for injury or loss of property, or personal injury or death caused by the negligent or wrongful act or omission of any employee of the Government while acting within the scope of his office or employment, under circumstances where the United States, if a private person, would be liable to the claimant in accordance with the law of the place where the act or omission occurred.

This waiver of sovereign immunity, however, is limited by the exceptions enumerated in 28 U.S.C. § 2680. The government contends that the present action is barred by § 2680(a), the discretionary function exception, and § 2680(h), which excepts claims arising out of misrepresentations and other various acts. For the reasons stated below, the Court agrees that Plaintiffs' claims fall squarely within the discretionary function exception.

Section 2680(a) of the FTCA provides that the Act will not apply to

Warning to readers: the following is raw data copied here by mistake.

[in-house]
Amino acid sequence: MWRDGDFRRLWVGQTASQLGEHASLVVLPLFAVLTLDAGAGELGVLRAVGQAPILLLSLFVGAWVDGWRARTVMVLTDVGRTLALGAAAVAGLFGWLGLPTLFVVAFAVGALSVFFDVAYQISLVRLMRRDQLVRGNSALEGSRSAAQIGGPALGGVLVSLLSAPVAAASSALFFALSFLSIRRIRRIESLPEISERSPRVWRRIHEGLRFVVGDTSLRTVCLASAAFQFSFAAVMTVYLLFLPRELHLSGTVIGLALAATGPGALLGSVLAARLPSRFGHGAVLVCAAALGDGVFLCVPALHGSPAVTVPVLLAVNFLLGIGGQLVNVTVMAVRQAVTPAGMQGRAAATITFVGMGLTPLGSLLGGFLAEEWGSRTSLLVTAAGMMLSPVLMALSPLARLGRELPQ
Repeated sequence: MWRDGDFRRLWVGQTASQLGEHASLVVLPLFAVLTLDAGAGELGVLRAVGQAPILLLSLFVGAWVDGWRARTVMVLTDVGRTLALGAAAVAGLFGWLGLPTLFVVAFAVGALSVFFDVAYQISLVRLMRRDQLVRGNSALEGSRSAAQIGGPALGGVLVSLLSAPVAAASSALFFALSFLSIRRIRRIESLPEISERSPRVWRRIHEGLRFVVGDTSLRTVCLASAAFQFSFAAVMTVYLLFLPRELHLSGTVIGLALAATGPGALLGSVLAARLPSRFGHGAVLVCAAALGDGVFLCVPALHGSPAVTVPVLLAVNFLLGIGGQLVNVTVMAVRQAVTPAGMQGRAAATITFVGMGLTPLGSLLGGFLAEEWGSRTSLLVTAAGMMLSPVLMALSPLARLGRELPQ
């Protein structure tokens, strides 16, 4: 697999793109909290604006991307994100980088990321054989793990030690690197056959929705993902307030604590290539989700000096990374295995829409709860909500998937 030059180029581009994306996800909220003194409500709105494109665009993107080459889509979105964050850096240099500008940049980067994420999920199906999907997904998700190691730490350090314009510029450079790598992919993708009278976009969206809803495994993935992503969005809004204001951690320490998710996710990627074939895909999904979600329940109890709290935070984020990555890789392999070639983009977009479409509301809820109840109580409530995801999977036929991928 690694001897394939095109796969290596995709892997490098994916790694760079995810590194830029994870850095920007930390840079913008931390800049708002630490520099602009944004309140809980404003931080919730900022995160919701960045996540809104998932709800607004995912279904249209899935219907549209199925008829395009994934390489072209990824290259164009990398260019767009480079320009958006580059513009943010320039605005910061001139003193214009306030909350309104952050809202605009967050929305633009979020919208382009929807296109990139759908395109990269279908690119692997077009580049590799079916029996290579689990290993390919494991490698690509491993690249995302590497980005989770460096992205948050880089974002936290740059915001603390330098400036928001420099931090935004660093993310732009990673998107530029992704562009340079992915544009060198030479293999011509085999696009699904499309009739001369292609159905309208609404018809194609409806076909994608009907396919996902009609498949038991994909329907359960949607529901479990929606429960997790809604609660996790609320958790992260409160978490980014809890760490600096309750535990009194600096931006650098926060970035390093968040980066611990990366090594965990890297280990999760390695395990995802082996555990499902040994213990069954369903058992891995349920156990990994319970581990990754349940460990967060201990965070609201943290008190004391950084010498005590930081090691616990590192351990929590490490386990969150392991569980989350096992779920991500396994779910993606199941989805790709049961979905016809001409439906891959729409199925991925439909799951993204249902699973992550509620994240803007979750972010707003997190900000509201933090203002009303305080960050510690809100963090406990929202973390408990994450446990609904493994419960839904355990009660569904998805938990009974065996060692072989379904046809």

[a]ny claim based upon ... the exercise or performance or the failure to exercise or perform a discretionary function or duty on the part of a federal agency or an employee of the Government, whether or not the discretion involved be abused.

The discretionary function exception to the FTCA is designed to "prevent judicial `second guessing' of legislative and administrative decisions grounded in social, economic, and political policy through the medium of an action in tort." United States v. Varig Airlines, 467 U.S. 797, 814, 104 S.Ct. 2755, 2764, 81 L.Ed.2d 660 (1984).